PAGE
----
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Tuesday, 29 October 2013

Jung, free and single

Which personality type makes the best Data Owner?
In the follow-up comments to my “I’m Spartacus” article, I responded to a question from “Word Luv” on the characteristics of Data Owner, proposing that a Jungian personality type (a.k.a. Myers-Briggs profile) of “ENTJ” would be a good candidate. 

It was a bit of a throw-away observation, and in a thread on LinkedIn, poster Shane Pinson said he disagreed with me; he also suggested that I might want to cover my rationale in a follow-up blog…. So Shane, this is for you!

I’m certainly not going to give an full treatise on the Myers Briggs Type Indicator schema here. (For one thing, I’m not a trained psychologist, although my wife studied a Psychology degree as a mature student, so I reckon I should get some “proxy” study credits!). 

But Shane’s query certainly got me thinking more about the qualities of a good Data Owner, so (with thanks to MyPersonality.info for summarising the ENTJ personality and iteeeestudents for the matrix diagram) let’s look at some of their traits:
  • ENTJs are strategic, organized and possess natural leadership qualities.
  • They are master coordinators that can effectively give direction to groups.
  • They are able to understand complicated organizational situations and quick to develop intelligent solutions.
  • ENTJs are outspoken and will not hesitate to speak of their plans for improvement.
  • They are decisive and value knowledge, efficiency and competence.
  • ENTJs live in a world of possibilities where they see all sorts challenges to be surmounted, and they want to be the ones responsible for surmounting them.
  • They are quick to grasp complexities
  • They have ability to absorb a large amount of impersonal information
  • They make quick and decisive judgments.
  • They are curious about new ideas and theories, evaluating them in terms of their goals. They are very efficient, competitive, strategic, and task focused.
  • Organized, scheduled and orderly.
  • Scientific and knowledge oriented (ENTJs are rational people and they use common sense to deal with almost anything.)
If we now compare those traits with the role the data owner is expected to play, I think it becomes clear that the ENTJ personality type is going to be a strong advocate and champion; their natural leadership traits, rationality and ability to communicate the big picture will bringing focus, energy and impetus to any data definition and data quality challenges, while cutting through any social inertia.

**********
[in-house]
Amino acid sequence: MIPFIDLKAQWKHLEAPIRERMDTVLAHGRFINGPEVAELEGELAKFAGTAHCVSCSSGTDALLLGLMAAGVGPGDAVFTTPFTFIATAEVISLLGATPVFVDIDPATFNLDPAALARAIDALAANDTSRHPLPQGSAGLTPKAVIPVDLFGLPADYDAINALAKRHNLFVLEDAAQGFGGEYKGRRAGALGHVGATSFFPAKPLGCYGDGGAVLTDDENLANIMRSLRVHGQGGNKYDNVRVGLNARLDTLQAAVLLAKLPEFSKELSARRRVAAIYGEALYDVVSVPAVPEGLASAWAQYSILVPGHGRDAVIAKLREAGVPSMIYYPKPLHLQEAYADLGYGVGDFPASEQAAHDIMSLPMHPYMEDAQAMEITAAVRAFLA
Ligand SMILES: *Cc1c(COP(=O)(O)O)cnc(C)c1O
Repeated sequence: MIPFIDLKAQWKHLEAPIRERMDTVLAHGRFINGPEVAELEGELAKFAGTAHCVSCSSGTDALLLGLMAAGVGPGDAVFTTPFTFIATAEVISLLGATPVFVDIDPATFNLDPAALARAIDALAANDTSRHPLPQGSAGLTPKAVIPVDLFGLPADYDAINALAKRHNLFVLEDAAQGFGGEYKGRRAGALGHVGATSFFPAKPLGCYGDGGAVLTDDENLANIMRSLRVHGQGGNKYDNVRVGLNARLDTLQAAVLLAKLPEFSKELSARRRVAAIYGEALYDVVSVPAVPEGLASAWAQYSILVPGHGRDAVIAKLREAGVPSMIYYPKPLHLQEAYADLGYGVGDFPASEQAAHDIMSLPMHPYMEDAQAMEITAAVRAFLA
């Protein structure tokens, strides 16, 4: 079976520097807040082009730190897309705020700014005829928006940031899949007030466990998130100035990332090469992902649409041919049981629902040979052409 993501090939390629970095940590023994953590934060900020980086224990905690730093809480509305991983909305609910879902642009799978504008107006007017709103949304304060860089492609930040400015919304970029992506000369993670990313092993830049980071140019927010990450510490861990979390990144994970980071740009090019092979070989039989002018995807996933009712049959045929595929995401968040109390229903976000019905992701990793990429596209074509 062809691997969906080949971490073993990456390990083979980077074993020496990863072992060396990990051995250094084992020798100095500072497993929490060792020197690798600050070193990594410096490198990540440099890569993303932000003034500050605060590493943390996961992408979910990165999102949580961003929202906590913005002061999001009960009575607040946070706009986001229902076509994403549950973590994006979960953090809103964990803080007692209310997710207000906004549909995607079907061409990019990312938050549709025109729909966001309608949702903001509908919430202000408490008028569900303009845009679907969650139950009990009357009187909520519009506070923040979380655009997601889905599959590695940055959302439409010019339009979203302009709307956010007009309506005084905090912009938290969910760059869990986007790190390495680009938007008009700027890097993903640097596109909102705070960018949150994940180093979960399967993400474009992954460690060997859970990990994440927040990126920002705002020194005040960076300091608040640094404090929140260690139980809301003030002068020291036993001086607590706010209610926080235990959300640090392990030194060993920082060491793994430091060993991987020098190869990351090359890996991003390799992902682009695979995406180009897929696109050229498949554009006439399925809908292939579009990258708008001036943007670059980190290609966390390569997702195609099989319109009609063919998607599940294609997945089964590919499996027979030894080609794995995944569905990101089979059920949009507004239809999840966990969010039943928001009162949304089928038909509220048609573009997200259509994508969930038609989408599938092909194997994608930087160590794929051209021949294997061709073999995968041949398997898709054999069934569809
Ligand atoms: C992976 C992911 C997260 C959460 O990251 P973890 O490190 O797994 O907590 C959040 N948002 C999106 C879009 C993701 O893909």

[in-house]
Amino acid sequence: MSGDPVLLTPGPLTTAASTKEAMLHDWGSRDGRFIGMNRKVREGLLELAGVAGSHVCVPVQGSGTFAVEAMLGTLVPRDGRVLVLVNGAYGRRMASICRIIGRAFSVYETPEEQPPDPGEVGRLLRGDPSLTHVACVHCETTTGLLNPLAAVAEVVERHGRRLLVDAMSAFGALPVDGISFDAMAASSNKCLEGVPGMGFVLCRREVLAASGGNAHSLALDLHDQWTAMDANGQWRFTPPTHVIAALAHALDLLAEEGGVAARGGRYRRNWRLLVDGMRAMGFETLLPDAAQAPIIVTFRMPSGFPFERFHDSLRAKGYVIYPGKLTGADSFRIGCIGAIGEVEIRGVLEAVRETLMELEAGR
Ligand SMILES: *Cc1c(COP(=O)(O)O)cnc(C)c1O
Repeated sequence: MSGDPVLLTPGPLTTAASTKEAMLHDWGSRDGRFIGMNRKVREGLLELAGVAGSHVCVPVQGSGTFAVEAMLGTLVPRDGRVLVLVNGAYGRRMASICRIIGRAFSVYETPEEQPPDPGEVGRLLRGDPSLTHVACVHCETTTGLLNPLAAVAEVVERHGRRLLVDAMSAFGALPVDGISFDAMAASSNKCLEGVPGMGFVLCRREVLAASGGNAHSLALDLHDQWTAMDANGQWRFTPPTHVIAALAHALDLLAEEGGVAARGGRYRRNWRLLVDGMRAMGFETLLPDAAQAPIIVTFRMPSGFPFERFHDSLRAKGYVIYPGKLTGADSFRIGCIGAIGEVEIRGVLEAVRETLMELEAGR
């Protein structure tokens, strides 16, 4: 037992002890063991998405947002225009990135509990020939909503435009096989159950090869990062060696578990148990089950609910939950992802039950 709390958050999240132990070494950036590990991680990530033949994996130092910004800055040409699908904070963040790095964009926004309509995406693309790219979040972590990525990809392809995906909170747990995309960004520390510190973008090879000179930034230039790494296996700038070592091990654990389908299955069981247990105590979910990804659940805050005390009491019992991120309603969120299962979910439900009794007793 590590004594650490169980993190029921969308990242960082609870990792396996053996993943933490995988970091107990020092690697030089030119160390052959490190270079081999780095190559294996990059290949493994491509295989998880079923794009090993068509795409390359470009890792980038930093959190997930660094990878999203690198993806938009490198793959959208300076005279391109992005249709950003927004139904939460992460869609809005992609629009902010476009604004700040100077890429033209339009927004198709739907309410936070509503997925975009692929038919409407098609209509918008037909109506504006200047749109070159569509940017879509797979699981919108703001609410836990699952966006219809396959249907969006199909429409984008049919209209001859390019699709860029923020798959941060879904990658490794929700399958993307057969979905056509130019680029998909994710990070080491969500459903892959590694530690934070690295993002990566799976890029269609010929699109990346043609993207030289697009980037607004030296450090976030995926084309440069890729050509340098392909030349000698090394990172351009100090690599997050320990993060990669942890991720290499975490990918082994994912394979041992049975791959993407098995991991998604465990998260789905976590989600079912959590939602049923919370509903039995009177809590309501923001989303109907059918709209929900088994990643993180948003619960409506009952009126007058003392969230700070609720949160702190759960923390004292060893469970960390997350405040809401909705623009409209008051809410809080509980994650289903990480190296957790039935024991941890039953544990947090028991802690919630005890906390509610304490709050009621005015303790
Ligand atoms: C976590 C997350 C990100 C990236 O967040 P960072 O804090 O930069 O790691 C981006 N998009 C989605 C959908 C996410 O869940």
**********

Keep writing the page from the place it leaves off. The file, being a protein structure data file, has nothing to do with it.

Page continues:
It's not all good news of course, and the ENTJ personality type does come with some drawbacks:
  • ENTJs can be self-centered, arrogant or even narcissistic (ENTJs are smart and they want everyone to know it. They like themselves, sometimes too much.)
  • They can be opinionated or stubborn (might believe they're always right).
  • They may set the bar too high (have unrealistic dreams and goals).
  • ENTJs sometimes make decisions too fast.
  • The are typically very critical about incompetency and inefficiency.
  • They don't give compliments easily.
… which is why in our Data Governance context, the Data Owner needs the assistance and contribution of their appointed Data Stewards. And while we’re on the subject, I also thought a little about the personality traits of an ideal Steward. The Steward must complement the Owner's capabilities, be able to deal with more detailed issues and be able to follow through tasks to completion. I think the ISTJ type (sometimes referred to as “Inspectors”) might fit the bill:
  • ISTJs have a keen sense of right and wrong, especially in their area of interest and/or responsibility.
  • They are noted for devotion to duty.
  • ISTJs are very loyal, faithful, and dependable.
  • They place great importance on honesty and integrity.
  • They believe in thoroughness. A half-finished job is not a job well done.
  • They are "good citizens" who can be depended on to do the right thing.
  • ISTJs get things done on a timely basis. They honour deadlines.
  • They established procedures and schedules, and are uncomfortable with those who do not do the same.
  • As long as ISTJ’s can fulfil their responsibilities, they feel useful and satisfied.

What do you think? Have I got it right? Is the ENTJ what we want in our Data Owners? And does personality really matter in the struggle to bring governance to the world of data?

I'd love to hear your thoughts.